Wednesday, March 28, 2012

Telling the Story Again

I am already wondering what I am going to do!  It is just a few weeks from Easter, that holiest day in the Christian year, that day in which everyone shows up!   We will bring out extra chairs, have special music, and know that our sanctuary will be full.

The problem is the sermon!  What am I supposed to say?  I have been the pastor at Providence Baptist for 15 Easters!  I have preached every Easter story at least 3 times.  You would think that people would know it by now!  Maybe this year I will use a different text -- perhaps Judges 11:29-40.

Can you imagine the uproar?  People come to church on Easter expecting to hear THE story!  It is one that every preacher feels compelled to use.  We don’t tell it the same way from church to church;  I won’t tell it the same way this year as I have before—but we will tell the story.   We will tell it because it is important, because we need to remember it, and because it forms the center of our faith.

It is the same story, but we continue to tell it.  That is what we do with the important lessons of our lives.  Yet many times when it comes to lessons about sexuality we fall into the delusion that we don’t have to worry about that since we had THE talk.
It is not THE talk.  It is a continuing conversation.  It is a conversation that stresses different points—from parts of our bodies, to sexual intercourse, to setting limits, to values.  These are conversations that take years to tell!  And so we need to return to them over and over and over again.  We need to do it for ourselves, but also for our families, for our world.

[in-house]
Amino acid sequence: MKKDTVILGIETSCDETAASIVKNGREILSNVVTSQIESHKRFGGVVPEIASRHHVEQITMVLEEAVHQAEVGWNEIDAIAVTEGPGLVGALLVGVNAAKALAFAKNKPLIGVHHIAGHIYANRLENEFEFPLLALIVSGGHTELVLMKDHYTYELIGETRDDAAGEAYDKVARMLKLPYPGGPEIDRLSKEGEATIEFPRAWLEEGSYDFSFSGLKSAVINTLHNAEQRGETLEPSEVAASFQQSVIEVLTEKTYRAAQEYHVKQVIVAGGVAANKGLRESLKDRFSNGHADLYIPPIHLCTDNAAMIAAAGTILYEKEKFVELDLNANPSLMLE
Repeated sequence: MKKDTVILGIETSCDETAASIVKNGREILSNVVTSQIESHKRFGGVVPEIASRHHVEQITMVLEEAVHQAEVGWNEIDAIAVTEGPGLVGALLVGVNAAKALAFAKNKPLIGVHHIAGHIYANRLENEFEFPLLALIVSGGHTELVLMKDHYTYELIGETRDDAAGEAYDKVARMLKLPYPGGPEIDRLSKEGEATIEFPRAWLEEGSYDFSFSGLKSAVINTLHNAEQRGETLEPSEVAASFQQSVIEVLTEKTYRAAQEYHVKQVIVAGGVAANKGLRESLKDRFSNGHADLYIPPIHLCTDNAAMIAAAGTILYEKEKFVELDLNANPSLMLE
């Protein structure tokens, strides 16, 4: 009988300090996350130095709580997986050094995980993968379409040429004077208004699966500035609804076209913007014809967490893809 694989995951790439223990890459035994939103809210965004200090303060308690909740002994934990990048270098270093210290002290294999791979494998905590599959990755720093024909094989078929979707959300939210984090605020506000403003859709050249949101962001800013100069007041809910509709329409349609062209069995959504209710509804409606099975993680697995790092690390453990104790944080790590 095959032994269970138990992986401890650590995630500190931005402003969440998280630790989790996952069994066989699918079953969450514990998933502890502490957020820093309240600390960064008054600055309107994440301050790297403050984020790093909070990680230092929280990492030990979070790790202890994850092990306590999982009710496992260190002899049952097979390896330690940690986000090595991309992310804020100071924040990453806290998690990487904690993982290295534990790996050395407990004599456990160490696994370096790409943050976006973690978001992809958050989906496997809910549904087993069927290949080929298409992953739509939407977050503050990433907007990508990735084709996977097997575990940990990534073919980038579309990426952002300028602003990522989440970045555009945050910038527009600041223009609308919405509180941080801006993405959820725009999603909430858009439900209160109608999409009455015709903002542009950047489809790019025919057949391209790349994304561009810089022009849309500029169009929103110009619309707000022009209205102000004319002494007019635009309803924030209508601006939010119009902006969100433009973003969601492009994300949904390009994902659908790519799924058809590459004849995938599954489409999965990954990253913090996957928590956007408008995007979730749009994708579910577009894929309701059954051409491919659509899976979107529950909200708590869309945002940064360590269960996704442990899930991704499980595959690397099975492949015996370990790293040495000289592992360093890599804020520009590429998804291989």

This year we are having one of those conversations again, the one concerning contraceptives.  Many times in the past few weeks I have heard people say, “I thought we made this decision 50 years ago?”  (I have said that myself!)  But have we had it since?  Have we explained that hormonal therapy isn’t just about birth control?  Have we had the conversation that explains that married couples choose hormonal therapy in order to be responsible parents?  Have we explained how using hormonal therapy is a way of caring for our world?  Have we had a conversation about the ethics of contraceptives?

We did have this conversation 50 years ago and now we are getting to have it again.  And we should!  Can you imagine a minister who said, “I did an Easter sermon 15 years ago.  We don’t have to do that again!”  The important conversations are those we have over and over and over again.  As we should! 

(And no, my text for Easter Sunday is not Judges 11.  It is John 20:1-18.  If you are in Charleston for the Family Circle Cup come by.  We are just down the street!  How’s that for shameless promotion?)

Rev. Don Flowers has been the pastor of Providence Baptist Church in Charleston for 15 years and is a former Board Chair of the SC Campaign to Prevent Teen Pregnancy. 

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